London CLC’s Peter Lillington shares some ways to use this free creative tool in class.
We really rate the Chrome Music Lab website as a great way for children to get creative with music and explore its connections to science, maths, art, dance and more. It’s free, you don’t need to set up an account and it works across all devices.
We’ve been using some of the many Chrome Music lab Tools in our Music and technology workshops with children. They are amusing and engaging and everyone can succeed in exploring the different aspects of music such as pitch, rhythm, tempo and so on. Pupils can compose or improvise. They can experiment with changing parameters while their music is playing.They can even be a co-performer with the device or with other pupils nearby.
Of course, tools that allow this are not new (the excellent 2Simple activities from the original 2Simple music toolkit are now in Purple Mash, Busy Things has a number of fun activities and there are various other successful and very popular apps such as Garage Band) but we like that fact that the Chrome music lab tools are really accessible and cross platform.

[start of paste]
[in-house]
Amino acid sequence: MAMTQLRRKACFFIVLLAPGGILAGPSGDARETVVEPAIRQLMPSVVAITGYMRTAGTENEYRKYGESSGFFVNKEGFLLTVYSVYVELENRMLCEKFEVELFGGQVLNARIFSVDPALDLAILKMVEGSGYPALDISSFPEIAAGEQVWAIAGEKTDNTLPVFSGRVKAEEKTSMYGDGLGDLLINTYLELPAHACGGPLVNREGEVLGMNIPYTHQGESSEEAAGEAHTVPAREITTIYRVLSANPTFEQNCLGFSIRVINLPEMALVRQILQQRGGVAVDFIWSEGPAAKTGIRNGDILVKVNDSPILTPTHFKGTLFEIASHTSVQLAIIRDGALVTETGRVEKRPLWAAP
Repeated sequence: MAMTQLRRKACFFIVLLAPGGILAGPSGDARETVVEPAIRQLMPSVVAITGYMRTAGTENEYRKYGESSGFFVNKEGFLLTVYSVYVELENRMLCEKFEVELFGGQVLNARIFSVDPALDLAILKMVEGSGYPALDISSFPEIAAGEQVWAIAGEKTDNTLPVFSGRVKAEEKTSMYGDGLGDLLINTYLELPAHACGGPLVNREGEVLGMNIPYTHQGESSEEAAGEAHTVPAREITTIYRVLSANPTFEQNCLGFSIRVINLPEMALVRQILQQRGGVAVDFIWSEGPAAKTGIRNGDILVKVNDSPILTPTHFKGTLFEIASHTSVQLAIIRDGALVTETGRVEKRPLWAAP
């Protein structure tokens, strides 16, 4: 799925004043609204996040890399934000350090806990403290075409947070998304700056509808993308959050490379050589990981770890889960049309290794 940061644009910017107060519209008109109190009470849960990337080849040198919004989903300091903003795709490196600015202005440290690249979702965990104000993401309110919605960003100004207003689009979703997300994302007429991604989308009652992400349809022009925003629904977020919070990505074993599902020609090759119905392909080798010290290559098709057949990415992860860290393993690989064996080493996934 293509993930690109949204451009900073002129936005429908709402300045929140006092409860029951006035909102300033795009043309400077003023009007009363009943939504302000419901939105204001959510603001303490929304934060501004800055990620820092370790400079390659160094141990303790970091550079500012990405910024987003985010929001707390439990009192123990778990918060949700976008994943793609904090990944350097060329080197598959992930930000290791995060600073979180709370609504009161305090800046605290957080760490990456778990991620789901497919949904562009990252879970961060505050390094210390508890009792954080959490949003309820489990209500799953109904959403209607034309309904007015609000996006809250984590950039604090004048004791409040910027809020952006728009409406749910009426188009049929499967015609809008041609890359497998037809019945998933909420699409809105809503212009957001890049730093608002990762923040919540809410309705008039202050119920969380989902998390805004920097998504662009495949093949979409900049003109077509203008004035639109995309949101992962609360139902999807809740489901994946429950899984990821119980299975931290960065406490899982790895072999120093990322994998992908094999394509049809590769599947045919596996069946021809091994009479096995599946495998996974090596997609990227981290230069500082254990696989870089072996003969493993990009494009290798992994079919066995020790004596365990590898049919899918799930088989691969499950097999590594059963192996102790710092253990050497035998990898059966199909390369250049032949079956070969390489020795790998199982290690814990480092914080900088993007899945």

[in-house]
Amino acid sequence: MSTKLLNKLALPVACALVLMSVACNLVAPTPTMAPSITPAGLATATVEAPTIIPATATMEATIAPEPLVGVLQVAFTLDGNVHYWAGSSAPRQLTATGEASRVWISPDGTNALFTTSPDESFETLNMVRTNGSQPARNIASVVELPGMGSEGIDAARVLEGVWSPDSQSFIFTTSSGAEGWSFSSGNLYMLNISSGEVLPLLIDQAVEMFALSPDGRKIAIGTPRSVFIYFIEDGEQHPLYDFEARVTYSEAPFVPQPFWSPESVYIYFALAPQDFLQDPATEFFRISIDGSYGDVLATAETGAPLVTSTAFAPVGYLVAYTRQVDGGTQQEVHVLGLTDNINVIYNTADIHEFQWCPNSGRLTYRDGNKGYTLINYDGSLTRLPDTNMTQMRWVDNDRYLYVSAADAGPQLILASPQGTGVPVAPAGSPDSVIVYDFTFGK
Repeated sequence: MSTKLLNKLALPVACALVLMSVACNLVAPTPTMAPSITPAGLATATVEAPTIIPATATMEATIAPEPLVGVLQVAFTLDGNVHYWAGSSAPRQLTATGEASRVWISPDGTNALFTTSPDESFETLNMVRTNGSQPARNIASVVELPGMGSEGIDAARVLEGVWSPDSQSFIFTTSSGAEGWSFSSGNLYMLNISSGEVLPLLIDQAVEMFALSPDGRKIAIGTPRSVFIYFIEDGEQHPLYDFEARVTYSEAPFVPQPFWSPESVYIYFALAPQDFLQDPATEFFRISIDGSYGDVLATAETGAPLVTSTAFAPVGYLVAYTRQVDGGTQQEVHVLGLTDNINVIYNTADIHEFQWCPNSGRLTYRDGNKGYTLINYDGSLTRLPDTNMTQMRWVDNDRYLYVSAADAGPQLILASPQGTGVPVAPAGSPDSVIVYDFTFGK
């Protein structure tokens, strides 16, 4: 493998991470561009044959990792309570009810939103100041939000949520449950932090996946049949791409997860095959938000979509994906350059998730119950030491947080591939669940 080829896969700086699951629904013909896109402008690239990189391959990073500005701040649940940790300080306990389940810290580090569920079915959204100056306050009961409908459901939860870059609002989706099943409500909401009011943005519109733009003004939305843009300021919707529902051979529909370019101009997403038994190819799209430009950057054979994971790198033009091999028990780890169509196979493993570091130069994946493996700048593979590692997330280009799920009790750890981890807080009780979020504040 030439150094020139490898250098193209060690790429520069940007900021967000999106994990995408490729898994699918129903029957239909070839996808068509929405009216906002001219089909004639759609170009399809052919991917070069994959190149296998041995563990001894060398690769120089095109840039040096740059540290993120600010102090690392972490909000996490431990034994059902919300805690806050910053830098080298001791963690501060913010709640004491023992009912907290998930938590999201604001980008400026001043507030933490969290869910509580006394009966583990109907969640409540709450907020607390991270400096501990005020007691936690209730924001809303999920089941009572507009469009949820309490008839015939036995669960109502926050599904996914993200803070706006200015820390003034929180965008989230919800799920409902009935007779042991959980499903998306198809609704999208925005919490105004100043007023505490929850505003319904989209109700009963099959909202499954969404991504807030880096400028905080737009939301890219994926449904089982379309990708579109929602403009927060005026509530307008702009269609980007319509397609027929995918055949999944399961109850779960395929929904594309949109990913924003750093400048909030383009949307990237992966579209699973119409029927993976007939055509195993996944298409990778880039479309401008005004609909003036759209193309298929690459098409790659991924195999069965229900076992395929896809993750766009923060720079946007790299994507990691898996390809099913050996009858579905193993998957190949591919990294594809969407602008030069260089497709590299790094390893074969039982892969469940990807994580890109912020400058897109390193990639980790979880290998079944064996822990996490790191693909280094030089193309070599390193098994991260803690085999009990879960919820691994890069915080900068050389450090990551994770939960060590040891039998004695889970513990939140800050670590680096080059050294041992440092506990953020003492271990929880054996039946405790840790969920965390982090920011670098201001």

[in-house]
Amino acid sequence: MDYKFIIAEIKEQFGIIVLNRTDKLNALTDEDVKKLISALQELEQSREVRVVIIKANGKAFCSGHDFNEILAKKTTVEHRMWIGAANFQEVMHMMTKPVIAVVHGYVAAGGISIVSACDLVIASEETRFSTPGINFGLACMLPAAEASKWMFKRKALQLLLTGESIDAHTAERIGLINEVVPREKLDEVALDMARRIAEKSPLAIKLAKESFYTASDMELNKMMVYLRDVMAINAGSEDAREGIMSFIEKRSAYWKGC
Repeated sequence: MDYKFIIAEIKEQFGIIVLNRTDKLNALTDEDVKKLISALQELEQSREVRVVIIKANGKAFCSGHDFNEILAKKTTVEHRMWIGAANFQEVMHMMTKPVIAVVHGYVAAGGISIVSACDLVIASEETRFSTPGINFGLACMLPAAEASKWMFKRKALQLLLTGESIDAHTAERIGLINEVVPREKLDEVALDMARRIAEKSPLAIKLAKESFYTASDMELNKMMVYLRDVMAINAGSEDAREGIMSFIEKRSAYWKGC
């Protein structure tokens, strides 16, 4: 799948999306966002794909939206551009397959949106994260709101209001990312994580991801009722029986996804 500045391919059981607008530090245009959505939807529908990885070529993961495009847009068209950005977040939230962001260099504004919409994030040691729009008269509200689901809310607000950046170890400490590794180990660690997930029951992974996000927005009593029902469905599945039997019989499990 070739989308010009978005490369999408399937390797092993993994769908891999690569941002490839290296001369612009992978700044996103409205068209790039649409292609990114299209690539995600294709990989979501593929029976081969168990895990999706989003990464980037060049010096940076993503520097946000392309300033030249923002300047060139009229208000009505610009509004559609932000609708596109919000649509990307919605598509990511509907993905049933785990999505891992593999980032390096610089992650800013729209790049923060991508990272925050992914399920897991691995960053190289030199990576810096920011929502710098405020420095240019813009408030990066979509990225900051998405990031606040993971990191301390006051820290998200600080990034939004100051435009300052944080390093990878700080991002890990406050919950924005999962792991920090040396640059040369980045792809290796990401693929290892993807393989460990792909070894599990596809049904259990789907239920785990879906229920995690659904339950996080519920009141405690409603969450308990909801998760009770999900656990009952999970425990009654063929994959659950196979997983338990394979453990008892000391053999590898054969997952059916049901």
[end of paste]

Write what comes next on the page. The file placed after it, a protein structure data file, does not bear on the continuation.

One of the apps which is great fun to use is named after the artist Kandinsky and you can use your finger or a mouse to create strokes on screen with a choice of colour combinations. As soon as they appear they are gently animated. Make a circle or loop and you’ll get some animated facial details appear.
What we usually serve up first is Rhythm, which allows children to choose between four different ensembles of monsters playing simplified representations of actual instruments. You can simply explore sounds but at the bottom of the screen is a graphical score where the three instrument choices are shown by coloured icons. A rhythmic pattern can be created very quickly by design or by chance and it’s possible for the visual element to lead and rhythm to emerge or vice versa.
While some pupils go through the stage of everything on for every beat, some are more thoughtful in what they do and one pupil recently created the same pattern in each of the four sections/options, deliberately playing them back sequentially.
We also use the Melody Maker activity in our sessions which combines some of the features from other activities. This one has the added benefit of being able to save work and export it in more than one format, so it can potentially be incorporated elsewhere.
There are 13 activities in total at the moment and there are some interesting notes (pardon the expression) on the Experiments page.
We’ll be highlighting a few of the other experiments we’ve tried in the following weeks in our weekly newsletter and, if you already use it, we’d love to hear what’s worked for you.